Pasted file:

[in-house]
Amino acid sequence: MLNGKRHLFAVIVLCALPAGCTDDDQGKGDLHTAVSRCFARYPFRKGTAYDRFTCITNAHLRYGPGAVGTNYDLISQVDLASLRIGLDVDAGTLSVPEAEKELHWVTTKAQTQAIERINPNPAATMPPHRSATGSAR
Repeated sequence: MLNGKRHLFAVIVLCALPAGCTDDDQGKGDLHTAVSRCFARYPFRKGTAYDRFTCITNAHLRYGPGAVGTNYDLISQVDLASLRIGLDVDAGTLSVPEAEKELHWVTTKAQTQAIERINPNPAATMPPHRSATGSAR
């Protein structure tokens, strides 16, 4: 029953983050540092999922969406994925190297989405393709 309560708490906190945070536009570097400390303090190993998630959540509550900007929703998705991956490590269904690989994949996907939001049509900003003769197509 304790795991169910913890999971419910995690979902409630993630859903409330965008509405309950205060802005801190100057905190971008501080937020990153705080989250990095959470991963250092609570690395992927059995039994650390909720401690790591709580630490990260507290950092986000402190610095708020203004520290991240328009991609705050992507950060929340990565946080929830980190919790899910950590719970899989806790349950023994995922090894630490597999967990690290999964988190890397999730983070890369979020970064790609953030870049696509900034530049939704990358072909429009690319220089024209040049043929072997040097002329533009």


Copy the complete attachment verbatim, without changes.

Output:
[in-house]
Amino acid sequence: MLNGKRHLFAVIVLCALPAGCTDDDQGKGDLHTAVSRCFARYPFRKGTAYDRFTCITNAHLRYGPGAVGTNYDLISQVDLASLRIGLDVDAGTLSVPEAEKELHWVTTKAQTQAIERINPNPAATMPPHRSATGSAR
Repeated sequence: MLNGKRHLFAVIVLCALPAGCTDDDQGKGDLHTAVSRCFARYPFRKGTAYDRFTCITNAHLRYGPGAVGTNYDLISQVDLASLRIGLDVDAGTLSVPEAEKELHWVTTKAQTQAIERINPNPAATMPPHRSATGSAR
């Protein structure tokens, strides 16, 4: 029953983050540092999922969406994925190297989405393709 309560708490906190945070536009570097400390303090190993998630959540509550900007929703998705991956490590269904690989994949996907939001049509900003003769197509 304790795991169910913890999971419910995690979902409630993630859903409330965008509405309950205060802005801190100057905190971008501080937020990153705080989250990095959470991963250092609570690395992927059995039994650390909720401690790591709580630490990260507290950092986000402190610095708020203004520290991240328009991609705050992507950060929340990565946080929830980190919790899910950590719970899989806790349950023994995922090894630490597999967990690290999964988190890397999730983070890369979020970064790609953030870049696509900034530049939704990358072909429009690319220089024209040049043929072997040097002329533009």